Granted, Howard still lost the fight when his own corner threw in the towel following hard shots from Jennum, but Howard’s contributions did not go unnoticed, and for that matter, neither did Jennum’s. In fact, Jennum’s win came by one of the earliest forms of the ground-and-pound technique that many appreciate today. While inaugural UFC heavyweight champion Mark Coleman deserves credit for developing ground-and-pound, Jennum gets credit for showing the world what can happen when one rains down on a foe with a few ferocious fists in order to make his adversary say “Uncle!” in a competitive bout.

As much as Jennum vs. Howard, though, another bout in 1994 deserves credit for helping the UFC get to where it stands right now. Jennum and Howard showcased a variety of never-before-seen techniques, and its aftermath led to the early UFC enforcing the rule of alternates qualifying for their spots as tournament replacements, but for a look at how the rules of today came about, one needs to only look as far as below the belt of Joe Son.

Son may be remembered more for his role as Random Task in Austin Powers: International Man of Mystery than for his MMA career, especially since the man never won a single minute of action in mixed martial arts, let alone a fight. Still, when he showed up at UFC 4: Revenge of The Warriors that December, he made history in becoming the first man to take a series of unanswered groin shots in losing a professional bout.

Remember Hackney, the guy who got injured at UFC 3 and never got to fight Shamrock? He delivered the groin shots that led to the choke that put Son out. At the time, “no weight classes and no time limits” stood as the key elements for UFC competition, but the competition itself also fit a “no holds barred” billing. This meant that shots to the nether regions proved as legal as a heel hook. Only gouging another’s eyes or biting an opponent were forbidden.

That one instance, however, did create a cause for concern. When athletes take a shot downstairs, it gives a combat sports promotion all the motivation to create a code of in-cage conduct, so to speak, so that such instances cannot happen again. While groin shots still happen in MMA, things differ from how they transpired in 1994. Under today’s rules, had Hackney gotten a similar position of side control over Son and hit the groin instead of the body, even if accidentally, the ref would intervene, call time and allow Son to recollect his bearings while Hackney received a warning for the first groin shot.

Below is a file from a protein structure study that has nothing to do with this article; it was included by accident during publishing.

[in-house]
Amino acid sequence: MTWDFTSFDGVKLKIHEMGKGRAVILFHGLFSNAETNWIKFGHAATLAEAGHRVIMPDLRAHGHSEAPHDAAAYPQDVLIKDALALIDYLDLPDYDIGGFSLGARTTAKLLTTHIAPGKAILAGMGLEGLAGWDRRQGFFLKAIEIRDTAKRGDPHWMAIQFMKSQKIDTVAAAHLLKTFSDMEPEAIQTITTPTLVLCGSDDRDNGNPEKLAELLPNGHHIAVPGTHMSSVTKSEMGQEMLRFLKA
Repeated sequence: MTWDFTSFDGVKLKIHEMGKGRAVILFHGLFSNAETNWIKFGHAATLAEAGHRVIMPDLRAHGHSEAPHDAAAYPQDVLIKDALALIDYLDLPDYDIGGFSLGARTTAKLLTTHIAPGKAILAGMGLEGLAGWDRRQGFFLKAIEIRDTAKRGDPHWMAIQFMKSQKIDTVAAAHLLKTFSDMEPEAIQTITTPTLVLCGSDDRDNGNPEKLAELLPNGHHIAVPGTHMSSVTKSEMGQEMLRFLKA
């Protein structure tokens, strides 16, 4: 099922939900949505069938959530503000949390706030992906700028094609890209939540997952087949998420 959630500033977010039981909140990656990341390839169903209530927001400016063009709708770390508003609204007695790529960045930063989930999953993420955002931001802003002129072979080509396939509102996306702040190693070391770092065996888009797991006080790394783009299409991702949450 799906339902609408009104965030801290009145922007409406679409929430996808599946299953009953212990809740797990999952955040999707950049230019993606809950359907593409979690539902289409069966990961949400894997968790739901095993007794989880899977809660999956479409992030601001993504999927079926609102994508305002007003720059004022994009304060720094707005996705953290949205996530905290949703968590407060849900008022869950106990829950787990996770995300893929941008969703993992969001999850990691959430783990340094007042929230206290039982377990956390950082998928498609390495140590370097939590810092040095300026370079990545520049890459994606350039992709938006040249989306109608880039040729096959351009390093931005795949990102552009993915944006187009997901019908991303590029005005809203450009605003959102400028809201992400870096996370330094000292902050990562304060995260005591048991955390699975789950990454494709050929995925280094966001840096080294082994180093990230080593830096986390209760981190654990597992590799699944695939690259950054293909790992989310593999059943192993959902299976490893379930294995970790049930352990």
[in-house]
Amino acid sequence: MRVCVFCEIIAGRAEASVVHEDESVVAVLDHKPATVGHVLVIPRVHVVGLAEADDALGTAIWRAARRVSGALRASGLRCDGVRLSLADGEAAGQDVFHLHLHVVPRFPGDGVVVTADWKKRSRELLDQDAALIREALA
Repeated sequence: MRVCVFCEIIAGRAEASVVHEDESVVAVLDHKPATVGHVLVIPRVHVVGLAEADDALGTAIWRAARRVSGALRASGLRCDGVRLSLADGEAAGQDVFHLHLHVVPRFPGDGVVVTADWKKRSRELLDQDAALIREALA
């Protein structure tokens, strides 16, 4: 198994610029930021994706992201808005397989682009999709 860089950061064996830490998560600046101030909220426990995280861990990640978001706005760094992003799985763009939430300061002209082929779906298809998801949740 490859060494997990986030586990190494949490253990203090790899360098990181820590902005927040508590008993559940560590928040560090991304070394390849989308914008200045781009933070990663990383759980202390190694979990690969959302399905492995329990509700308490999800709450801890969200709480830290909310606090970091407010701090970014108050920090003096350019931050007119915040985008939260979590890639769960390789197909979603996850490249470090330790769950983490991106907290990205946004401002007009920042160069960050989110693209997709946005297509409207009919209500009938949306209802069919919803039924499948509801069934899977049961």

Unquestionably, though, the legacy of UFC 4 did not end with Hackney and Son. Rorion’s always-game little brother, Royce, made yet another appearance in a UFC tournament and demonstrated yet another exciting array of submission skills. In fact, Royce met Hackney in the semifinals of the tournament after Hackney beat Son and Royce beat Ron Van Clef. Royce submitted Hackney and met touted wrestler Dan Severn in the finals.

“The Beast” submitted Anthony Macias and Marcus Bossett en route to his bout with the younger Gracie, which would go down as a fourth-round submission win for Royce under today’s rules, but again, the UFC did not exercise the enforcement of time limits in the early days. Nonetheless, both Royce and Severn submitted their respective foes to get to the finals, and so it seemed natural that, regardless of how long the bout lasted, the winner would submit his foe.

For the majority of the bout, Severn’s wrestling defined the action. Never before could anyone recall the younger Gracie submitting someone when they put him on his back, but in the past, Royce always worked for his takedowns and submitted his foes from the top, so nobody figured that the most well-known practitioner of the Gracie Jiu-Jitsu system would ever need to prove that the system could work if someone took him down.

The system proved that it worked in that way when Gracie threw his legs up, trapped Severn and forced a tapout due to a triangle choke. That come-from-behind submission win, another arguable landmark in a loaded year for the UFC, showed the other martial artists of that era that they would need to develop a system that, when blended with their own respective styles, created an impenetrable defense against the Gracie Jiu-Jitsu system.

Would anyone develop that kind of system in 1994? Many tried, but none succeeded. As things progressed in the UFC, Gracie stood tall as “The Ultimate Fighting Champion,” a title that seemed nearly impossible to dispute, as nobody else could claim three UFC tournament championship wins at the time. As the world of mixed martial arts entered into 1995, though, things would change in the game of combat sports competition. This change raised the stakes of the bouts themselves, and although the athletes did not know it at the time, that same change demanded that everyone, even the “Ultimate Fighting Champion,” step their games up just a little bit higher.

Photo: Ken Shamrock (Jeff Sherwood/Sherdog)

About The Author

Dale De Souza
Staff Writer

Dale De Souza is a 22-year-old kid straight out of Texas, who grew up around Professional Wrestling but embraced the beauty of Mixed Martial Arts and Combat Sports at a young age. Dale is a Featured Columnist at Bleacher Report MMA, a writer at The MMA Corner.